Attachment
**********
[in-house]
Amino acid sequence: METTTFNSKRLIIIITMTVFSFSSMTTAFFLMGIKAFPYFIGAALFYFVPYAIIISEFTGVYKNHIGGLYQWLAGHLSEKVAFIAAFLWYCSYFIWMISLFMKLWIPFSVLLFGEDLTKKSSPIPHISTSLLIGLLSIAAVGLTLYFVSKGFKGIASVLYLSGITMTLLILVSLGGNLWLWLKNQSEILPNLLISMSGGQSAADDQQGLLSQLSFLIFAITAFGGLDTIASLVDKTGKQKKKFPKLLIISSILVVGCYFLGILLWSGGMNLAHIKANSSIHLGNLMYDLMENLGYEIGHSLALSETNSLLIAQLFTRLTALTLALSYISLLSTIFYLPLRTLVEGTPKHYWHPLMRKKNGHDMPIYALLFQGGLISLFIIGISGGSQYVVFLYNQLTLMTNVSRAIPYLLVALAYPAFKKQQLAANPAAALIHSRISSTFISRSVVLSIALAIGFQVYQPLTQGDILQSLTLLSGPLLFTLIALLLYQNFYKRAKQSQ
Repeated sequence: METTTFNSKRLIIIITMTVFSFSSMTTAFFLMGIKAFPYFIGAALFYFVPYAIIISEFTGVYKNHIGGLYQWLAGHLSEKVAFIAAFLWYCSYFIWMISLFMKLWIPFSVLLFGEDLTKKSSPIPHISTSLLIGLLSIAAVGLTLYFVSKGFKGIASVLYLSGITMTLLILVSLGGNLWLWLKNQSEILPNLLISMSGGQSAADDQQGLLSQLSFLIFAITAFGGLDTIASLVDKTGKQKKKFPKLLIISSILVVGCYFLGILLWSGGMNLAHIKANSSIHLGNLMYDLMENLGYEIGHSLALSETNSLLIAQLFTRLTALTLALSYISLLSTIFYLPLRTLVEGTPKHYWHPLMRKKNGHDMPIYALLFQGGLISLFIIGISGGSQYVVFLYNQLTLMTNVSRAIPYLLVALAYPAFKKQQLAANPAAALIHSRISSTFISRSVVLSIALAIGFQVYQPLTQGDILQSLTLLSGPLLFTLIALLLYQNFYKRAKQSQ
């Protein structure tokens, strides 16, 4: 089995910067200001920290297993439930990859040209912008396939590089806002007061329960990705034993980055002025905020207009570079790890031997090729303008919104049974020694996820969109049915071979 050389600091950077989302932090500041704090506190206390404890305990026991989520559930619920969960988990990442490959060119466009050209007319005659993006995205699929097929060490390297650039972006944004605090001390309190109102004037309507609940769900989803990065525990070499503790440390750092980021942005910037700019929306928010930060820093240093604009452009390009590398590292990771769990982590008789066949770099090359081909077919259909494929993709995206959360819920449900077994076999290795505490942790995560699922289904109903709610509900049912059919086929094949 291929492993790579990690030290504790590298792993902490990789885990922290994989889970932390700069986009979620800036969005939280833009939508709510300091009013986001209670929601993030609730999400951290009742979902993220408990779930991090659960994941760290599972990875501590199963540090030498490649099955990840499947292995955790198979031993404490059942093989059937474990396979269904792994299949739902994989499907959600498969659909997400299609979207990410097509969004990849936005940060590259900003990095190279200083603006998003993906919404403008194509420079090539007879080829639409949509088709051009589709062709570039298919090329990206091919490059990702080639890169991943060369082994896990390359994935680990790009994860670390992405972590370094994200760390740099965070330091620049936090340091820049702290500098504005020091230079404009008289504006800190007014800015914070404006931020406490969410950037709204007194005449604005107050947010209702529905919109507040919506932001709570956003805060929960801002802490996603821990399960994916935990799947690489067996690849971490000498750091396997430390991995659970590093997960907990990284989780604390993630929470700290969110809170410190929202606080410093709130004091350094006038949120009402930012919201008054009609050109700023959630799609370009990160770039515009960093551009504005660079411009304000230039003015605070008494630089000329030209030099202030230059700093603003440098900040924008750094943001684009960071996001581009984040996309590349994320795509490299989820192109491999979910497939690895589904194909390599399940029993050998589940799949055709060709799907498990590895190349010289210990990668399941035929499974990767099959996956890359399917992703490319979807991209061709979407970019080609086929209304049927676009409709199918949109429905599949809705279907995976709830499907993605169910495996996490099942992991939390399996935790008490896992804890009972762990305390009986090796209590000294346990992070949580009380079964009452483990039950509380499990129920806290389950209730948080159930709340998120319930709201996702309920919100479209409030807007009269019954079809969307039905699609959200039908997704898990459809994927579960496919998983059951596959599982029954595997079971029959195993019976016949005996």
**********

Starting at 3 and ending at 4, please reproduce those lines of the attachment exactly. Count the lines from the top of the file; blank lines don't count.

Repeated sequence: METTTFNSKRLIIIITMTVFSFSSMTTAFFLMGIKAFPYFIGAALFYFVPYAIIISEFTGVYKNHIGGLYQWLAGHLSEKVAFIAAFLWYCSYFIWMISLFMKLWIPFSVLLFGEDLTKKSSPIPHISTSLLIGLLSIAAVGLTLYFVSKGFKGIASVLYLSGITMTLLILVSLGGNLWLWLKNQSEILPNLLISMSGGQSAADDQQGLLSQLSFLIFAITAFGGLDTIASLVDKTGKQKKKFPKLLIISSILVVGCYFLGILLWSGGMNLAHIKANSSIHLGNLMYDLMENLGYEIGHSLALSETNSLLIAQLFTRLTALTLALSYISLLSTIFYLPLRTLVEGTPKHYWHPLMRKKNGHDMPIYALLFQGGLISLFIIGISGGSQYVVFLYNQLTLMTNVSRAIPYLLVALAYPAFKKQQLAANPAAALIHSRISSTFISRSVVLSIALAIGFQVYQPLTQGDILQSLTLLSGPLLFTLIALLLYQNFYKRAKQSQ
């Protein structure tokens, strides 16, 4: 089995910067200001920290297993439930990859040209912008396939590089806002007061329960990705034993980055002025905020207009570079790890031997090729303008919104049974020694996820969109049915071979 050389600091950077989302932090500041704090506190206390404890305990026991989520559930619920969960988990990442490959060119466009050209007319005659993006995205699929097929060490390297650039972006944004605090001390309190109102004037309507609940769900989803990065525990070499503790440390750092980021942005910037700019929306928010930060820093240093604009452009390009590398590292990771769990982590008789066949770099090359081909077919259909494929993709995206959360819920449900077994076999290795505490942790995560699922289904109903709610509900049912059919086929094949 291929492993790579990690030290504790590298792993902490990789885990922290994989889970932390700069986009979620800036969005939280833009939508709510300091009013986001209670929601993030609730999400951290009742979902993220408990779930991090659960994941760290599972990875501590199963540090030498490649099955990840499947292995955790198979031993404490059942093989059937474990396979269904792994299949739902994989499907959600498969659909997400299609979207990410097509969004990849936005940060590259900003990095190279200083603006998003993906919404403008194509420079090539007879080829639409949509088709051009589709062709570039298919090329990206091919490059990702080639890169991943060369082994896990390359994935680990790009994860670390992405972590370094994200760390740099965070330091620049936090340091820049702290500098504005020091230079404009008289504006800190007014800015914070404006931020406490969410950037709204007194005449604005107050947010209702529905919109507040919506932001709570956003805060929960801002802490996603821990399960994916935990799947690489067996690849971490000498750091396997430390991995659970590093997960907990990284989780604390993630929470700290969110809170410190929202606080410093709130004091350094006038949120009402930012919201008054009609050109700023959630799609370009990160770039515009960093551009504005660079411009304000230039003015605070008494630089000329030209030099202030230059700093603003440098900040924008750094943001684009960071996001581009984040996309590349994320795509490299989820192109491999979910497939690895589904194909390599399940029993050998589940799949055709060709799907498990590895190349010289210990990668399941035929499974990767099959996956890359399917992703490319979807991209061709979407970019080609086929209304049927676009409709199918949109429905599949809705279907995976709830499907993605169910495996996490099942992991939390399996935790008490896992804890009972762990305390009986090796209590000294346990992070949580009380079964009452483990039950509380499990129920806290389950209730948080159930709340998120319930709201996702309920919100479209409030807007009269019954079809969307039905699609959200039908997704898990459809994927579960496919998983059951596959599982029954595997079971029959195993019976016949005996």